Some children give their parents a harder time than others
It’s normal for small children to run the other way when you call, constantly test you, and refuse to listen, at times. Even older kids act that way. But some children give their parents a harder time than others. This may have to do with the child’s temperament, a reaction to a change in the family, a cry for more attention, or some patterns of interactions with the parents.
This behavior leaves parents feeling angry, powerless, and even frightened. The child ends up feeling bad about herself, because everyone is always yelling at her. Because you have a specific pattern of locking horns by now, changing your relationship will be hard work, but it can happen. Here are some steps you can take to help your child to be more cooperative.
Establish firm, consistent limits and make sure that you follow through, despite his persistent protest. For example, after announcing, “You cannot eat on the sofa,” when he’s ignoring you, give him a choice: “You can eat at the table, or we can put your sandwich away for later.” Offering a choice will give him the feeling that he has some control, and he may become more cooperative. If this does not work, be sure to take his hand and lead him to the kitchen table to finish eating.
If you detect that a battle has to do with an emotional issue, such as your recent lack of availability, address her feelings (“I think you’re not listening because you’re angry. Maybe you feel that I haven’t been spending enough time with you lately.”). Setting up specific outings with her and marking them on a calendar will help her to feel less combative.
Manipulating the environment can help you to enforce your limits and cut down on daily battles over the same issues. For example, if he is constantly breaking the rules by climbing up on the counter to get to the cookie jar, moving it to a secure cabinet, out of his reach, will eliminate the conflict. Putting a hamper in your child’s room will help him remember to toss his pajamas into the laundry.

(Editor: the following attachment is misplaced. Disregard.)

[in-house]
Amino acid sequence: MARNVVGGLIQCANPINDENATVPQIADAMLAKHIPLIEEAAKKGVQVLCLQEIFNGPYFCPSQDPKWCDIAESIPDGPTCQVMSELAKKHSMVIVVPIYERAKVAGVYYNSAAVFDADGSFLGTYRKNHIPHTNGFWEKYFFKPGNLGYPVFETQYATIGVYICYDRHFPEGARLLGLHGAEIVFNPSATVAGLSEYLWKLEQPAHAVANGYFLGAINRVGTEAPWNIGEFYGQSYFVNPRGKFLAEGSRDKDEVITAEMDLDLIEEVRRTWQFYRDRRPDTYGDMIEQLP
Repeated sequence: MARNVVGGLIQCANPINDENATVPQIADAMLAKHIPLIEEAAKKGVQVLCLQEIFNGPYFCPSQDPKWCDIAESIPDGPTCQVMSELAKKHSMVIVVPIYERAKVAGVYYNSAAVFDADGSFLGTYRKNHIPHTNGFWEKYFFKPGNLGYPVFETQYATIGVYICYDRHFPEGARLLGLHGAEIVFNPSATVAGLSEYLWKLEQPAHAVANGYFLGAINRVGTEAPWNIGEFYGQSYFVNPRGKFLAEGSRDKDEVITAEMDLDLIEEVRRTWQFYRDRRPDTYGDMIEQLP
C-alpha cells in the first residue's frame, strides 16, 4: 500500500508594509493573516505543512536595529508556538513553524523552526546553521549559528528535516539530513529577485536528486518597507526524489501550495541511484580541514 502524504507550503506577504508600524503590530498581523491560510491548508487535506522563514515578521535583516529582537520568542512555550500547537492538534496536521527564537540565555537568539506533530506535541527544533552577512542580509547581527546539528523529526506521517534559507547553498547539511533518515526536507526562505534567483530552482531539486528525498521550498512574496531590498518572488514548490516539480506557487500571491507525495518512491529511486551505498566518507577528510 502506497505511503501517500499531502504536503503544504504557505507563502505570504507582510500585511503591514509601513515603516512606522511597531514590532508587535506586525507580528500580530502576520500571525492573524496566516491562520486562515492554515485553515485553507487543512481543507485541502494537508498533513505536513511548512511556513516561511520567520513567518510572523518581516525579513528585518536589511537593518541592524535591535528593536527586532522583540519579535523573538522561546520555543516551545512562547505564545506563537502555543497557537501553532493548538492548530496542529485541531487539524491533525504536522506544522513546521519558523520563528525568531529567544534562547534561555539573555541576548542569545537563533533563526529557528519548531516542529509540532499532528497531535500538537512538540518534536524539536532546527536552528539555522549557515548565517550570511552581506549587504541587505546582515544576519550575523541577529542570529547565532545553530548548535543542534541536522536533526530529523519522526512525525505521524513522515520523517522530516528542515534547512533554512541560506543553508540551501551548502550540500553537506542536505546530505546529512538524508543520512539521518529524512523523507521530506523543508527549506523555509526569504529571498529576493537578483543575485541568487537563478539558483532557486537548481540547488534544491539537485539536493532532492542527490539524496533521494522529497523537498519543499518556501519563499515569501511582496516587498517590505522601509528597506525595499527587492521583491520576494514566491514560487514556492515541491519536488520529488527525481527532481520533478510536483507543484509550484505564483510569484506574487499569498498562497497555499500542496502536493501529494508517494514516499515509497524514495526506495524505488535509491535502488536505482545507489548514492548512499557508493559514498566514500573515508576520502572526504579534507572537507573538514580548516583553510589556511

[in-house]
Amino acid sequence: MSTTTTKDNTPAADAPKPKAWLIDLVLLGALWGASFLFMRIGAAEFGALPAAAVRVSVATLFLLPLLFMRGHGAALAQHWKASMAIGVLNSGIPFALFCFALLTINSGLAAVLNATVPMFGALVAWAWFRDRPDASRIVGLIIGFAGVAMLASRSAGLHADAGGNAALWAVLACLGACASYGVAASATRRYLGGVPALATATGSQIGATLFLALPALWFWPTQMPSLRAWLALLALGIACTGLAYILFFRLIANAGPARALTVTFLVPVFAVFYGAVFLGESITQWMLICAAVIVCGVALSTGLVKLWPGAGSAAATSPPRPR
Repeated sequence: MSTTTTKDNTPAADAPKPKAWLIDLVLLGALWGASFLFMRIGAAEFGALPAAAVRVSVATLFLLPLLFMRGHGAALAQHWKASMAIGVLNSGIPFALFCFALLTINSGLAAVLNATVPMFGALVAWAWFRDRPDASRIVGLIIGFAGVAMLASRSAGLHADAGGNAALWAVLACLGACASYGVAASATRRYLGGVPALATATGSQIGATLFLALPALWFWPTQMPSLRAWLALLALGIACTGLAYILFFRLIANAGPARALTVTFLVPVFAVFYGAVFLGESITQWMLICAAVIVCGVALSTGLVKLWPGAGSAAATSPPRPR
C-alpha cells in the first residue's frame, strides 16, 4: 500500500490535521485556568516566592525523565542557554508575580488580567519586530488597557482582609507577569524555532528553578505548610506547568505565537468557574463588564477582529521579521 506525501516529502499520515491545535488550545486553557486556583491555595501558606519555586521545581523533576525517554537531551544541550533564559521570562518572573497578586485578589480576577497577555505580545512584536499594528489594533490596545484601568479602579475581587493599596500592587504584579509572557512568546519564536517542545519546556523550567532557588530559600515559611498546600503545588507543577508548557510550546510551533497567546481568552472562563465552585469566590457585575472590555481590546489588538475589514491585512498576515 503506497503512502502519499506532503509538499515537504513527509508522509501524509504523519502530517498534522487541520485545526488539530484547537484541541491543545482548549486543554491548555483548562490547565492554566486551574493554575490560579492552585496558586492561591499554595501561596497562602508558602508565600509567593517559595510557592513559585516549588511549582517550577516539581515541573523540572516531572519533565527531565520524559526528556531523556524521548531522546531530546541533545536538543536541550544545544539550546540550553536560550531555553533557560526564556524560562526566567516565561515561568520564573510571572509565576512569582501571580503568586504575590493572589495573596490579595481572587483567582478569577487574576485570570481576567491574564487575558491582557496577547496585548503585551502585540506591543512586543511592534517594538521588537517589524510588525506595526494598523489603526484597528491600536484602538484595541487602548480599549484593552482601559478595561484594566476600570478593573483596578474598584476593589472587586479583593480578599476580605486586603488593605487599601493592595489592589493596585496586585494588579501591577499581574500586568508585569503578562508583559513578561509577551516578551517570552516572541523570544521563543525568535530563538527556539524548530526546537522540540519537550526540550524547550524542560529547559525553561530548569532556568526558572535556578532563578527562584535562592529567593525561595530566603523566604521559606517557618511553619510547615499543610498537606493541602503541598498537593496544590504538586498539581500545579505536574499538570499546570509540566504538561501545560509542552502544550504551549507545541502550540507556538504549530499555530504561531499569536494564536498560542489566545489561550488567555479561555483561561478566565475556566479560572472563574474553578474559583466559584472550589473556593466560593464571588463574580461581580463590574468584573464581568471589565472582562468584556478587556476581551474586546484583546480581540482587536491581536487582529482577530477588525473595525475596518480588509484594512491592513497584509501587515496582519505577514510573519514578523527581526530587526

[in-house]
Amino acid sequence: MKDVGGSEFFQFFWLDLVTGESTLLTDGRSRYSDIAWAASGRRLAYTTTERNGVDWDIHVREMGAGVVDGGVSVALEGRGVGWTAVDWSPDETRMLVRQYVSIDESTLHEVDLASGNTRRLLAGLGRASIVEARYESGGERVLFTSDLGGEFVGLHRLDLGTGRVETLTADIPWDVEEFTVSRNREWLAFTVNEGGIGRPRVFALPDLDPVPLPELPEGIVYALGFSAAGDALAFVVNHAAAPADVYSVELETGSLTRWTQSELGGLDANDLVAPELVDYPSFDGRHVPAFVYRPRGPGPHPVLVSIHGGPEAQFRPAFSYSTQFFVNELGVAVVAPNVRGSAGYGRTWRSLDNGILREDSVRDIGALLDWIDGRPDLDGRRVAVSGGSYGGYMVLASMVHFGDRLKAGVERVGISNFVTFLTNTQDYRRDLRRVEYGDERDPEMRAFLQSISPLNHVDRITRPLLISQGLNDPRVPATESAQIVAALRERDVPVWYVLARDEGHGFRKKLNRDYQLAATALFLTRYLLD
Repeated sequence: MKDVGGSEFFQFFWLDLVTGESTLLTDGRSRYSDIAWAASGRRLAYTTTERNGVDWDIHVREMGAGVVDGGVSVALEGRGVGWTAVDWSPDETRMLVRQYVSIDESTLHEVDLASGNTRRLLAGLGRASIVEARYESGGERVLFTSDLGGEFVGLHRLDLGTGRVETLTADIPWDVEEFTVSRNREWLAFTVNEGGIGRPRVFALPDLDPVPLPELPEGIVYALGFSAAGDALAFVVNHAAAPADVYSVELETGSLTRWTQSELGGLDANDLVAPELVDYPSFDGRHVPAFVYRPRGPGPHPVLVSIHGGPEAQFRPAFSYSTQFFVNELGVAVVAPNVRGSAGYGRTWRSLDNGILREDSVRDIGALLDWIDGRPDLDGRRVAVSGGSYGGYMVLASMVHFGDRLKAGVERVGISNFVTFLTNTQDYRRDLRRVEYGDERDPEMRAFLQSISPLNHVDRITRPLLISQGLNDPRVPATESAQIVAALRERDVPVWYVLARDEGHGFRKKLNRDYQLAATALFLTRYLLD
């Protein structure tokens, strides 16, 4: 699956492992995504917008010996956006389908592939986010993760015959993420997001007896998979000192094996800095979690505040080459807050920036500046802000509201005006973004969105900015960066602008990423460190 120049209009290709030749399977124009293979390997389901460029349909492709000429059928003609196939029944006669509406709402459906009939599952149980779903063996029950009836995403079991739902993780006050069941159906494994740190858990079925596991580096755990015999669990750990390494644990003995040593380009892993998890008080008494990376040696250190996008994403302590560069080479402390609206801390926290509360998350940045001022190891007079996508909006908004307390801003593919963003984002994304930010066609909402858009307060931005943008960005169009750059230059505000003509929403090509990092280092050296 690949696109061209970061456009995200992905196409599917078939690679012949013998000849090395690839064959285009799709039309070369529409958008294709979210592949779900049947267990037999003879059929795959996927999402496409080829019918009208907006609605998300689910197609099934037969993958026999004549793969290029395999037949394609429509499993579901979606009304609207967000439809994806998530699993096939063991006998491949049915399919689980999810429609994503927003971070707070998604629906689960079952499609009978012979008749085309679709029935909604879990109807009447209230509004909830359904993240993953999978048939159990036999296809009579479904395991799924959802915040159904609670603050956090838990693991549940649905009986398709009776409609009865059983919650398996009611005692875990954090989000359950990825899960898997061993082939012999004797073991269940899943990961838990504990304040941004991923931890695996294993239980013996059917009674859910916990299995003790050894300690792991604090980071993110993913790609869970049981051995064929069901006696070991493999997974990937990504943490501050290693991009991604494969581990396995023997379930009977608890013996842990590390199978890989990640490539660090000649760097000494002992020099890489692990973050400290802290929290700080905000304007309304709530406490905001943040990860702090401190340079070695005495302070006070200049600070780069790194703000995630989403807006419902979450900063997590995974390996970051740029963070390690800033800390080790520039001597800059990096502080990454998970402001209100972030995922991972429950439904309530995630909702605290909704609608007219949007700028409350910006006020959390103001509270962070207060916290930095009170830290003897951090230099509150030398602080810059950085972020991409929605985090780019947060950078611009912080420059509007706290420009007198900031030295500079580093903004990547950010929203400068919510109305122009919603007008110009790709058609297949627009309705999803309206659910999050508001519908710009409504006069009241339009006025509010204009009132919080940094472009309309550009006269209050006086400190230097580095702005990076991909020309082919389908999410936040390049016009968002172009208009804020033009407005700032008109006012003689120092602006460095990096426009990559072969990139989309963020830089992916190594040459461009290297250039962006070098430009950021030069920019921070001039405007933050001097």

The manner in which you communicate with a combative child can also make a difference. Try to neutralize your tone of voice when you make a request, and convey that you trust her to cooperate. Parents who are used to a battle can unknowingly communicate that they expect one, and the child will rise to the occasion. When approaching your child, avoid questioning her, for instance: “Would you like to wash your hands?” Instead, state exactly what you want her to do: “You need to wash up before dinner.”
Avoid setting up battles by immediately say no when he asks for something. This word is like waving a red cape at a bull. You can buy some time by repeating his request out loud: “Let’s see, you want to watch television.” Next, enlist his effort in problem-solving. You can say, “We have a problem. You want to watch television, and we need to go out. What should we do?” Acknowledge his wish too, for instance: “I know you really want to watch a show, but we have to get to the bank before it closes.” A positive compromise can work well, such as, “Let’s tape it.”
Try not to overreact to everything, and stay calm. She will note the difference in your reaction, and get the message: “We’re changing the way we interact.” If she liked getting you upset before and is no longer successful, she might back off and change her behavior.
There is no magic wand that can get your child to listen. However, as you begin to employ some of these techniques, your child should note that there has been a change and that you are no longer willing to participate in a battle. Talking about issues and problem-solving together is going to be the new way of communicating.